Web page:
14 June, 2008


Meet a giant of the organ music world: Marilyn Keiser.

My first organ teacher in a little college in California formed the foundation of my attitudes about the purpose of church music, the role of the musicians, and the standards to which I should hold myself. But Marilyn Keiser was the model, the dean of church music in America. She was always the headliner for the concert artists talent agency that seemed to have a lock on the back cover ads of the professional magazines, spoken of in nearly hushed tones, someone I could only hope to meet if she passed through our local American Guild of Organists chapter for a workshop... or maybe I could someday go to a national convention and shake her hand.

But only a few years after beginning to learn the instrument, I found myself sitting at an organ bench with her at my side. A more gentle, gracious, kind and talented woman I doubt you could find. And brilliant, detail-oriented and dedicated. Not only did I sit in her classes about choral conducting from the keyboard and attend her performance masterclasses, but for one glorious semester I had her for "independent study" in church music--just the two of us each week discussing books, philosophy, and the technical details of leading congregations in music... holding our own one-on-one performance masterclasses in all things church music. She recommended me for my first professional organist and assistant choral conductor's position, and with a recommendation from Marilyn Keiser in Bloomington, you don't really need anything else.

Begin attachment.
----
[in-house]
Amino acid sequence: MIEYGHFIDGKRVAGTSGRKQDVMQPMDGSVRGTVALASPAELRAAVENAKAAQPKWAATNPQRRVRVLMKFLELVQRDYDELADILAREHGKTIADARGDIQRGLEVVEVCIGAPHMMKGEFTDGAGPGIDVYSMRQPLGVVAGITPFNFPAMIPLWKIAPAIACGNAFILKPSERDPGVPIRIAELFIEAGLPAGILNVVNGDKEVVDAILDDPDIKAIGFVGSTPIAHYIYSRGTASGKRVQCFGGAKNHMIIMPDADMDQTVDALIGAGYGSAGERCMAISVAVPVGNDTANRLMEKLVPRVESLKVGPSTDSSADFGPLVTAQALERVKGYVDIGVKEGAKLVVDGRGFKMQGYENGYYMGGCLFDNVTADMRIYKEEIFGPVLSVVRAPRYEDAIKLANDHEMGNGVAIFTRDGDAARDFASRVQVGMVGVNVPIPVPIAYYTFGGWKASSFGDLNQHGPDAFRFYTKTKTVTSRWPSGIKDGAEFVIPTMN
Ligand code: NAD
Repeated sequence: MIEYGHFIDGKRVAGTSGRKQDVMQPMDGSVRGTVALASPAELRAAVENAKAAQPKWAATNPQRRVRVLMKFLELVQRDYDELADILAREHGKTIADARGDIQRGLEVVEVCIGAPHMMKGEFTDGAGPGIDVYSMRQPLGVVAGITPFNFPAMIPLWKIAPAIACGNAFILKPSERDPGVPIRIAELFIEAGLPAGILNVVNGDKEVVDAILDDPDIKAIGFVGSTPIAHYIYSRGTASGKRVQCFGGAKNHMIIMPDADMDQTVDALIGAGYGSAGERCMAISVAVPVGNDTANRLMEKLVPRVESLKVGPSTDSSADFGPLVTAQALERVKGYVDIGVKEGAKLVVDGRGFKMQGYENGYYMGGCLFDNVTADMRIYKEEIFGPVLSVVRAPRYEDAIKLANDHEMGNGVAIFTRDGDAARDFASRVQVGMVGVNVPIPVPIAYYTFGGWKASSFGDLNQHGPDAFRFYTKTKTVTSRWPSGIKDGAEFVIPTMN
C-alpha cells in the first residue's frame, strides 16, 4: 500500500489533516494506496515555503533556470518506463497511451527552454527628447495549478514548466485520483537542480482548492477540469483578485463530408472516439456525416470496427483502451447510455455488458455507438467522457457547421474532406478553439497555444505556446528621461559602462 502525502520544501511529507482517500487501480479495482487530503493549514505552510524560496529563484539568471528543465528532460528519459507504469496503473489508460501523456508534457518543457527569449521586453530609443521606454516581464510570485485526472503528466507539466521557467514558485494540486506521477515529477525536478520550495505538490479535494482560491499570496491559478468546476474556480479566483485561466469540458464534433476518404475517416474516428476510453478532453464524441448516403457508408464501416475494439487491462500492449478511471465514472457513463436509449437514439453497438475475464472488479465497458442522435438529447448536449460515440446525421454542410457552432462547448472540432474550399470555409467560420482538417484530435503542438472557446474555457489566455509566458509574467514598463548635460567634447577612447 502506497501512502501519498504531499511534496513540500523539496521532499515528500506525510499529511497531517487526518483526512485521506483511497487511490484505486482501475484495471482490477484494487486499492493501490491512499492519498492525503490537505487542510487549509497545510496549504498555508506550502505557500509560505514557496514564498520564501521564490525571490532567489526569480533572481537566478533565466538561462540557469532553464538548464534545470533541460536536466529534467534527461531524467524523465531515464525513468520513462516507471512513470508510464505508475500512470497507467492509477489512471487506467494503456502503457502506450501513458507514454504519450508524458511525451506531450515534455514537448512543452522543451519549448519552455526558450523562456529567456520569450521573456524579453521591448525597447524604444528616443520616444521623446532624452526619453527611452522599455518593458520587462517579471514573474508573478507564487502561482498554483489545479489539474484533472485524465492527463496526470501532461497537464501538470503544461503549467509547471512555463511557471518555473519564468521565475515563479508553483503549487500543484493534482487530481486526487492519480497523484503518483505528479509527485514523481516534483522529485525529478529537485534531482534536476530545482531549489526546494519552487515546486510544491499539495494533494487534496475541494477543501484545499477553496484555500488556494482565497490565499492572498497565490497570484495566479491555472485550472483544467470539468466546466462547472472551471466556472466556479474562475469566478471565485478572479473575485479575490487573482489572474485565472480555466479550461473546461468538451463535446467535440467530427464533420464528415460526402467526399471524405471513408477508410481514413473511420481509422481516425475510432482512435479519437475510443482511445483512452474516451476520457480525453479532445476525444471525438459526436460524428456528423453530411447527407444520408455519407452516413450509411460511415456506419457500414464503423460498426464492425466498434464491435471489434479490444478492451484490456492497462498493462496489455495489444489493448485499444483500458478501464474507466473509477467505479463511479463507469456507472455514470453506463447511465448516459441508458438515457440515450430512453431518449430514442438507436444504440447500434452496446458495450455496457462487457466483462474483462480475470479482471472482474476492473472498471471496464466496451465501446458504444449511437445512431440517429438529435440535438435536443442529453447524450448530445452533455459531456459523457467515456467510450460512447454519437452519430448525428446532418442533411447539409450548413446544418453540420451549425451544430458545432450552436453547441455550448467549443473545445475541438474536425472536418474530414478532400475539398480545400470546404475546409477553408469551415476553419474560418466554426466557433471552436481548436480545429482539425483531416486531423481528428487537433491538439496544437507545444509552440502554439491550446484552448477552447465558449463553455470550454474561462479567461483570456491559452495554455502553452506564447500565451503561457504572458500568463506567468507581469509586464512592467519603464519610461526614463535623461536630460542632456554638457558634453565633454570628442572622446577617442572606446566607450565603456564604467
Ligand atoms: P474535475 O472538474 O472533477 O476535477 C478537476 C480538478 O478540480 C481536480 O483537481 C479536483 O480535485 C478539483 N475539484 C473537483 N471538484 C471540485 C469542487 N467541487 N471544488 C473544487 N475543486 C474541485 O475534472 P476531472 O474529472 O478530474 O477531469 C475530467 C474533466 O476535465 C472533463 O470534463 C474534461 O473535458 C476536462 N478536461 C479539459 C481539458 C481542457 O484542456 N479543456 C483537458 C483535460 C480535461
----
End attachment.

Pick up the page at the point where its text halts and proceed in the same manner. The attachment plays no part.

I just found out she's retiring this year. I almost wrote her a note to tell her again how much I appreciated her kindness, how much I learned from her, and how much her support and encouragement had meant to me (she's the kind of lady one writes to by U.S. mail on elegant stationery). But knowing her, she'd write back and want to know what I'm up to... and how do you tell Dr. Keiser you haven't touched an organ in three years? That you don't appear to be using all the knowledge and spirit she poured into you? And how to explain that even though that's true, it doesn't change how much what you learned back then is still a part of you today?

And why should writing this make my eyeballs start to sweat? I'm glad I'm not a music teacher right now; I don't want to go back to that crazy-making job. But now that everything else is going so well, maybe I need to go find the inner musician I left by the wayside a couple years ago--apparently she's still alive.

Photo courtesy of Indiana University